I saw Hood Feminism: Notes From the Women That a Movement Forgot by Mikki Kendall pop up on Bookstagram a lot in March. It would not have been in my normal TBR list, but I am glad that I stretched and read it. It was well worth the time. Because, I’m going to be straight, feminism isn’t a topic that I read a lot about. When I do read about it, I choose to read Black Women’s perspectives about it for the reasons Kendall brings up in her book.
Critiquing White Feminism
According to Merriam Webster, the word feminism is defined as: “belief in and advocacy of the political, economic, and social equality of the sexes expressed especially through organized activity on behalf of women’s rights and interests.” I’ll be honest, reading this definition and thinking about the feminist movement today, this definition can ring a little hollow. Kind of like…the Declaration of Independence’s “all men are created equal.”
Hood Feminism is a critique of the feminist movement and the canyon-sized divides between white women and BIPOC women. In her collection of essays she includes touches on respectability politics, poverty, race, and hyper-sexualization, just to name a few. One essay that stuck out to me personally was, “How To Write About Black Women.” I felt that it gave voice to unfortunately common experiences Black women endure in society.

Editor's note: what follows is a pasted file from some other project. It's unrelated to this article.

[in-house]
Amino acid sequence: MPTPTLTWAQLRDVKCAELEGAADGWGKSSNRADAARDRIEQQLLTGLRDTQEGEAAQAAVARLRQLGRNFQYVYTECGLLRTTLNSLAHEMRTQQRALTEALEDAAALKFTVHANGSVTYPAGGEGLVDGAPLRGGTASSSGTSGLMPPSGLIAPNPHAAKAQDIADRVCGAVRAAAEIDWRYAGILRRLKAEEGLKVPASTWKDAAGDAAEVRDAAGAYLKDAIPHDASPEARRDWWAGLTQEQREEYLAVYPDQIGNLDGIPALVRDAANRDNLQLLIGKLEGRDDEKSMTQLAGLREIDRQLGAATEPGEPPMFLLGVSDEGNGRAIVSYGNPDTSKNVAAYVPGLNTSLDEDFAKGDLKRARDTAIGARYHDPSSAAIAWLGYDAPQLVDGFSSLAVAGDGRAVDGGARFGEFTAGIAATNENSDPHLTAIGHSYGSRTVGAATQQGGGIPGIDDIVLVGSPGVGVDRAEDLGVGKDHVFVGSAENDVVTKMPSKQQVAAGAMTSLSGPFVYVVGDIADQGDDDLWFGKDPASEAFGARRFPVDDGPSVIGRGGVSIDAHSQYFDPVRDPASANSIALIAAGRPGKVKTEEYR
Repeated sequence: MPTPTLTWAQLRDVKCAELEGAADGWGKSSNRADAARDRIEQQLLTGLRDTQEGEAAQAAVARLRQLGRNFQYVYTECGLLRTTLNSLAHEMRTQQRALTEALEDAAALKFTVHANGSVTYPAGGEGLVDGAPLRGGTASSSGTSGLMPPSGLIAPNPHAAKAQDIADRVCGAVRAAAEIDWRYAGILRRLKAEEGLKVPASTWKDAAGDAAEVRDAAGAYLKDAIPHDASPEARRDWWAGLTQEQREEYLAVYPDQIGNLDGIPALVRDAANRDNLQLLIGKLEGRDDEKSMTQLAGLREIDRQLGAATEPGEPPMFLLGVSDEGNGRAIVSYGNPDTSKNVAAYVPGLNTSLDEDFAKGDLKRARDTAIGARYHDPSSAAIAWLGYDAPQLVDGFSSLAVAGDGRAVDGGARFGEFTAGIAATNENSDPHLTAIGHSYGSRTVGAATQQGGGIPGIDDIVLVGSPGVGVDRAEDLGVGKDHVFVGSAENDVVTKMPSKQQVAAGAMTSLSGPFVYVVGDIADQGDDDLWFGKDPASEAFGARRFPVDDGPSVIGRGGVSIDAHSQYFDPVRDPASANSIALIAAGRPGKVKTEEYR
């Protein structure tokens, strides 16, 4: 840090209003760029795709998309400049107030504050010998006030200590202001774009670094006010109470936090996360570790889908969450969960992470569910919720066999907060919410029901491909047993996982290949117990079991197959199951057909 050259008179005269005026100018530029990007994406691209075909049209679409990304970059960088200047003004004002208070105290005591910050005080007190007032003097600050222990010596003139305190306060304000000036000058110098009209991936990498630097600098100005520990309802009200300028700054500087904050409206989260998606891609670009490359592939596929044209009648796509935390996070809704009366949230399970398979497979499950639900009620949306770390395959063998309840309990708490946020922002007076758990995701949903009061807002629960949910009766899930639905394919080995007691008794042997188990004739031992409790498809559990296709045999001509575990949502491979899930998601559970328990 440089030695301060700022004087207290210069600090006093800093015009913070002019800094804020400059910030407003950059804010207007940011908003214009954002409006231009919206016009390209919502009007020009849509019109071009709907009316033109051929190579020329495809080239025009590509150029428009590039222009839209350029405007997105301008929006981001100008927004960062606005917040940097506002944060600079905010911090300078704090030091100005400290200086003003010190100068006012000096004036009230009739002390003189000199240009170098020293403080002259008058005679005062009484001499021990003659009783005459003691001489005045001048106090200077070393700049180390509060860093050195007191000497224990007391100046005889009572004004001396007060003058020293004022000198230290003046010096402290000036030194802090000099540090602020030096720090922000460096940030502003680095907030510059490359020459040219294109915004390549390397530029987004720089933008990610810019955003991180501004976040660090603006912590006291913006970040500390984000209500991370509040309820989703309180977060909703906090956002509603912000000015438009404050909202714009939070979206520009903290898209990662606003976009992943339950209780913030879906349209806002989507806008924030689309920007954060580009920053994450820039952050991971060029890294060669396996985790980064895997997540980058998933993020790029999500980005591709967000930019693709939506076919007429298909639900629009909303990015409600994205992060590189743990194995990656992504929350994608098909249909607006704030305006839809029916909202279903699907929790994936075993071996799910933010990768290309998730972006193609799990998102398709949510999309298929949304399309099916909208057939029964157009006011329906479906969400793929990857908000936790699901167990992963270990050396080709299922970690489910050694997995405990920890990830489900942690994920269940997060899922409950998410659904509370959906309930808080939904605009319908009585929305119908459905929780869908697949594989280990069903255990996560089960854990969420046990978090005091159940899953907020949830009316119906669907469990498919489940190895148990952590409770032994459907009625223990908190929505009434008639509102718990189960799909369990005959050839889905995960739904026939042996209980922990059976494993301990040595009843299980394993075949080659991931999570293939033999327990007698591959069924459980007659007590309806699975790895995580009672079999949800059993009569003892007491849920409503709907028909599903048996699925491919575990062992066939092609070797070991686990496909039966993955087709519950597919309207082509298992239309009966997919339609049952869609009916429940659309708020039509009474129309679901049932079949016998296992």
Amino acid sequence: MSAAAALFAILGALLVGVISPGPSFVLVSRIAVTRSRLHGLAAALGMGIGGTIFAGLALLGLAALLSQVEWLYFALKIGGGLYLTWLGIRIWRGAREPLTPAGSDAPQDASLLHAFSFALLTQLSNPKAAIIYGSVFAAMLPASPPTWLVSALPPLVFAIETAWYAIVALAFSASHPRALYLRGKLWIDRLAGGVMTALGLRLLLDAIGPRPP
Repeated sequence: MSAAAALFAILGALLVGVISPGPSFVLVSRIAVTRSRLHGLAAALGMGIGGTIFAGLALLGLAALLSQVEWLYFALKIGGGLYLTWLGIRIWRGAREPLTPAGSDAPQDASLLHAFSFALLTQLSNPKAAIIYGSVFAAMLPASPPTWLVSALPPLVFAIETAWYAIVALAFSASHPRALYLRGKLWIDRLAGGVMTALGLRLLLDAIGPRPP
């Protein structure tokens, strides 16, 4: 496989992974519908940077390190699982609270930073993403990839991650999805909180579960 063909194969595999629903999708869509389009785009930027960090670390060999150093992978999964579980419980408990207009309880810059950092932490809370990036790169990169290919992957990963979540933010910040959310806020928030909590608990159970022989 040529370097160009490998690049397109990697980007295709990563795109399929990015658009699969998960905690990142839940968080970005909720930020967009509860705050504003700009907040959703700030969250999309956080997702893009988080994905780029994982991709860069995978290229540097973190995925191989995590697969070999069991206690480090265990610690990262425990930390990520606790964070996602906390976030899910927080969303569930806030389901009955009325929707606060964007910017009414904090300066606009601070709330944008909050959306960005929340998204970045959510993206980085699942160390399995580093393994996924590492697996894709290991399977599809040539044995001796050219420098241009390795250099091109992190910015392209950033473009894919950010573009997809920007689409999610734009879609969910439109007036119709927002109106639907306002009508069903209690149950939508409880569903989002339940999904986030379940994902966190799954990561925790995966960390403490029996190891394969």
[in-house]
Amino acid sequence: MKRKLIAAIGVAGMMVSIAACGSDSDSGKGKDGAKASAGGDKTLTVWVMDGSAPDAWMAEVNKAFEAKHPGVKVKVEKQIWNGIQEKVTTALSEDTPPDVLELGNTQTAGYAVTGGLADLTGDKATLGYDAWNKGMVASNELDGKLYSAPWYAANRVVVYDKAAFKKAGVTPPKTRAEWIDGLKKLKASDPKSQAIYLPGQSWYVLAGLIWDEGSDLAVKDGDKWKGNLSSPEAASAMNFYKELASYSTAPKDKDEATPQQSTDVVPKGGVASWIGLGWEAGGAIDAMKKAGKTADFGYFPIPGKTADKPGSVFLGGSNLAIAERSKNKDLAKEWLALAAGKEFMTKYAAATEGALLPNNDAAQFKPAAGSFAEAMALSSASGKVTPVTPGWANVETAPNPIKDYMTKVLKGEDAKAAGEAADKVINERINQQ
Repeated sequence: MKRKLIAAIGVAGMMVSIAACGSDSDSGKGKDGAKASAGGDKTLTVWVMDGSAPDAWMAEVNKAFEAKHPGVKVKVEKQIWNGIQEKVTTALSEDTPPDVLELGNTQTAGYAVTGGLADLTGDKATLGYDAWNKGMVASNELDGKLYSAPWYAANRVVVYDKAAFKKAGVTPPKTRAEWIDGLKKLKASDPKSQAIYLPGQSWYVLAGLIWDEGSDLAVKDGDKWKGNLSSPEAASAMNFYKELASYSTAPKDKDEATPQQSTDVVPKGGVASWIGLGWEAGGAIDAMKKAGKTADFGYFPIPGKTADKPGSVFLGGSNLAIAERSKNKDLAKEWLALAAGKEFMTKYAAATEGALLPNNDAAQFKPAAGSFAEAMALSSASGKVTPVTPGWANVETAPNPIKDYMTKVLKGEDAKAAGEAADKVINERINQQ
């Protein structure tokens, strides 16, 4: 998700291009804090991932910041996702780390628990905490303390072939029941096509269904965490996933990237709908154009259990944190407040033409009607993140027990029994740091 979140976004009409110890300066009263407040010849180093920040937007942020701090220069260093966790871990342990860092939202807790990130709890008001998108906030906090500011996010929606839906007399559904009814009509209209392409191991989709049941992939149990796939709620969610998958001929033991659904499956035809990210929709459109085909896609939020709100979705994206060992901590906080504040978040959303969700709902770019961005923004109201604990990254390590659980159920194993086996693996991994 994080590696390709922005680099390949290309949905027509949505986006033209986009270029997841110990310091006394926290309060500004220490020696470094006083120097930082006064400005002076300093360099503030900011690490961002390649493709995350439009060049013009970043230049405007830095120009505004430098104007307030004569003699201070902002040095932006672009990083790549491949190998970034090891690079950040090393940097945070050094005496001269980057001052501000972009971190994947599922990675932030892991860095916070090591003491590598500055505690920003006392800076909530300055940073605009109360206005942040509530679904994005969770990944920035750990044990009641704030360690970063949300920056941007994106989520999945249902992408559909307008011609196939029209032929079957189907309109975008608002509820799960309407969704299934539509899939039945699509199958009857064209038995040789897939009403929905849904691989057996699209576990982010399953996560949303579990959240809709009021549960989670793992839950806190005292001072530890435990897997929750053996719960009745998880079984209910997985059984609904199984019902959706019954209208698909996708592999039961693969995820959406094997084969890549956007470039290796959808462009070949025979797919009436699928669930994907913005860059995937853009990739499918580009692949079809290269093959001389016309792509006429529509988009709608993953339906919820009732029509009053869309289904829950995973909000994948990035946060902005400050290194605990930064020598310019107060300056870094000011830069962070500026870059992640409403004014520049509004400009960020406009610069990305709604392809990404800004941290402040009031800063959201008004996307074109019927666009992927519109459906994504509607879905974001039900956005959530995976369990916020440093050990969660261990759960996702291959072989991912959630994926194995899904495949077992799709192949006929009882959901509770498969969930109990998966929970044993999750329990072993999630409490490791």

What Affects One, Affects Us All
One recurring motif in the book is the idea that ignoring the plight of one group will eventually have repercussions and harm on the whole group. White feminists commit self-harm when they ignore issues that they identify as BIPOC issues but are actually issues that affect all women. “Mainstream, white-centered feminism hasn’t just failed women of color, it has failed white women. It’s not making them any safer, any more powerful, or even wiser.” Kendall’s essays reinforce this idea and serve as a reminder that all women suffer from the same issues whether eating disorders, abuse or poverty.
Educator Reflection Alert:
I would like to assign any educator reading this book a close read of the chapter titled “Education.” After you read and annotate it, reflect in a free write your emotions connected to the reading. When I say educator, I am definitely including principals and any administrators that serve students along with teachers. Then, get together in your teams (start in small groups and then step up to whole faculty) and discuss the following questions:
- What are the rules in your school? District?
- Why are they the rules?
- Could you follow the rules?
- How do they support education?
- Is it a safe environment for all?
- Where is the safe space for students? Does it exist? Does it exist for all students?
Would I Read it Again: Yes, I will probably go back and take a closer look at certain chapters. That’s the beauty of non-fiction! Kendall has a wide range of topics so a re-read will provide you with additional insight.
Educator Recommendations: I would recommend this on two levels. Educators should read and engage in an accompanying professional learning community (see reference above). Students should read for any women’s literature or AP Language courses. I would consider selecting a chapter to focus on for a discussion in an 11th or 12th grade class.